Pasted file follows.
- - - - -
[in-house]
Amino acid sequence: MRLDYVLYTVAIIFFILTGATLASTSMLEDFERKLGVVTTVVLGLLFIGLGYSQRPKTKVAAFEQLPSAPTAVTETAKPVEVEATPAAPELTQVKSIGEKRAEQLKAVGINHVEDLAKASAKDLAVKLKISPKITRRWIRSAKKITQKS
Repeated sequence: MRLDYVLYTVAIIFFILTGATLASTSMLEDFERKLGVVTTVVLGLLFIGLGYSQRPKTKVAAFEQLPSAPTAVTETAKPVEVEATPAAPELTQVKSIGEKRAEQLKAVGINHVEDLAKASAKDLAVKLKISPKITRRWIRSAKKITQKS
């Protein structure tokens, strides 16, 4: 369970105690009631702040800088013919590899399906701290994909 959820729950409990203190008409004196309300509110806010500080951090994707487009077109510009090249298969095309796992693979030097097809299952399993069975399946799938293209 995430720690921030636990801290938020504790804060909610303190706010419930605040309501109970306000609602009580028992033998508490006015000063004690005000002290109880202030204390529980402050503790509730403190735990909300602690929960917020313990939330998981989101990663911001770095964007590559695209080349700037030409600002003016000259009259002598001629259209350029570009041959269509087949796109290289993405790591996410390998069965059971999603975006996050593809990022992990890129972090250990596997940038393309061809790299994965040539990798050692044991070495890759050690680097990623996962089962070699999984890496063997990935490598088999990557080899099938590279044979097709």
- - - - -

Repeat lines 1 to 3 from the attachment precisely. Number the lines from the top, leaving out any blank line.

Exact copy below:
[in-house]
Amino acid sequence: MRLDYVLYTVAIIFFILTGATLASTSMLEDFERKLGVVTTVVLGLLFIGLGYSQRPKTKVAAFEQLPSAPTAVTETAKPVEVEATPAAPELTQVKSIGEKRAEQLKAVGINHVEDLAKASAKDLAVKLKISPKITRRWIRSAKKITQKS
Repeated sequence: MRLDYVLYTVAIIFFILTGATLASTSMLEDFERKLGVVTTVVLGLLFIGLGYSQRPKTKVAAFEQLPSAPTAVTETAKPVEVEATPAAPELTQVKSIGEKRAEQLKAVGINHVEDLAKASAKDLAVKLKISPKITRRWIRSAKKITQKS